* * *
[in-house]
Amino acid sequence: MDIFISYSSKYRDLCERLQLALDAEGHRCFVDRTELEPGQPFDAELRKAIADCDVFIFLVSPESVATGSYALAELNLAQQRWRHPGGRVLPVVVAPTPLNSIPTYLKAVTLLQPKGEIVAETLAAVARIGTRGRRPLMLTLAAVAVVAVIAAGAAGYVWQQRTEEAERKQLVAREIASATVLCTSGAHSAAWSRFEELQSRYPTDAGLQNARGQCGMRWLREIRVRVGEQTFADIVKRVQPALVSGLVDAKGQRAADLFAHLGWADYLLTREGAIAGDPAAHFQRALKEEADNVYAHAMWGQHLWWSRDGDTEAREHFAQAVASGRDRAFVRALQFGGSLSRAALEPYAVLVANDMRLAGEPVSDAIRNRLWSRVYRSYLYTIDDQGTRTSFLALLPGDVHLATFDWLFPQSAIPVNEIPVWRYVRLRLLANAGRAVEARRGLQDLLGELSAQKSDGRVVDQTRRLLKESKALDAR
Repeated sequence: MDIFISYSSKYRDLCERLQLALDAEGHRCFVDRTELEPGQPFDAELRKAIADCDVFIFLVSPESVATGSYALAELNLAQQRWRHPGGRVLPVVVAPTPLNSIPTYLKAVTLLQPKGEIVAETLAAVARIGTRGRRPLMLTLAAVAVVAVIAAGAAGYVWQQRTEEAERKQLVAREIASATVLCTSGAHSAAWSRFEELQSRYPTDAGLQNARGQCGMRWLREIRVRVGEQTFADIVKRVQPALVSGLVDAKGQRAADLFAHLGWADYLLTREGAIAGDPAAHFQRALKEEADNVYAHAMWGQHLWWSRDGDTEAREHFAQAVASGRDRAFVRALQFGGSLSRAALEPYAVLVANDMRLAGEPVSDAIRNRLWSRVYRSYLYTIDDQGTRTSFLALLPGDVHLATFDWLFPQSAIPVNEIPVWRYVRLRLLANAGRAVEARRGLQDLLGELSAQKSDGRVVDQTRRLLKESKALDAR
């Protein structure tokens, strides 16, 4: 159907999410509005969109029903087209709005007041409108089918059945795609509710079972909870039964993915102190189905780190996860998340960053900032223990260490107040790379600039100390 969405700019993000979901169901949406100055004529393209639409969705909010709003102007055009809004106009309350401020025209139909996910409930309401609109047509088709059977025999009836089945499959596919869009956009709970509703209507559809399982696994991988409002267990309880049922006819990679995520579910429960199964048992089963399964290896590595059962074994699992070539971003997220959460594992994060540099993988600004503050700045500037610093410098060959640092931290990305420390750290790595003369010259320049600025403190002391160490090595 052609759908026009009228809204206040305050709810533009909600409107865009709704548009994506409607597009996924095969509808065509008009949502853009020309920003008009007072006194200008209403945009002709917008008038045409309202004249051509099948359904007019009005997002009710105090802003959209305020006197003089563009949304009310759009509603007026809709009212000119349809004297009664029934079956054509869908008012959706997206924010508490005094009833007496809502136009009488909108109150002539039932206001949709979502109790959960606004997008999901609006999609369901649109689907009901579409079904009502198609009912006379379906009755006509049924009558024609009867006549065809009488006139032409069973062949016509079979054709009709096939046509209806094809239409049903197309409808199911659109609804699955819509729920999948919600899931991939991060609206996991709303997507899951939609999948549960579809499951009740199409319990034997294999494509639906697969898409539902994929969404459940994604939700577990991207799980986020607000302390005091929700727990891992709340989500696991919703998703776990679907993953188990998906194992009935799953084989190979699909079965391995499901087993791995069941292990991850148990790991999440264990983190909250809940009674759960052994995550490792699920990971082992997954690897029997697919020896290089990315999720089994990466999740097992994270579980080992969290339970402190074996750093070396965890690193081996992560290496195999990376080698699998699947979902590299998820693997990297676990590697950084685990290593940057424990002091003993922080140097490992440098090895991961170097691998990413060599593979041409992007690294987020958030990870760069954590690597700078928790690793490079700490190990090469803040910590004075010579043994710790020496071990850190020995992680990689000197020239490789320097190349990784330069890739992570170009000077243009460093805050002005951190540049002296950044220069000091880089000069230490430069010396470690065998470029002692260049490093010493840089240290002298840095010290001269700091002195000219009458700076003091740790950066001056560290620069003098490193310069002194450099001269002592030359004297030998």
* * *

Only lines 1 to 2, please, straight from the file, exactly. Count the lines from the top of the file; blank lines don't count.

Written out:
[in-house]
Amino acid sequence: MDIFISYSSKYRDLCERLQLALDAEGHRCFVDRTELEPGQPFDAELRKAIADCDVFIFLVSPESVATGSYALAELNLAQQRWRHPGGRVLPVVVAPTPLNSIPTYLKAVTLLQPKGEIVAETLAAVARIGTRGRRPLMLTLAAVAVVAVIAAGAAGYVWQQRTEEAERKQLVAREIASATVLCTSGAHSAAWSRFEELQSRYPTDAGLQNARGQCGMRWLREIRVRVGEQTFADIVKRVQPALVSGLVDAKGQRAADLFAHLGWADYLLTREGAIAGDPAAHFQRALKEEADNVYAHAMWGQHLWWSRDGDTEAREHFAQAVASGRDRAFVRALQFGGSLSRAALEPYAVLVANDMRLAGEPVSDAIRNRLWSRVYRSYLYTIDDQGTRTSFLALLPGDVHLATFDWLFPQSAIPVNEIPVWRYVRLRLLANAGRAVEARRGLQDLLGELSAQKSDGRVVDQTRRLLKESKALDAR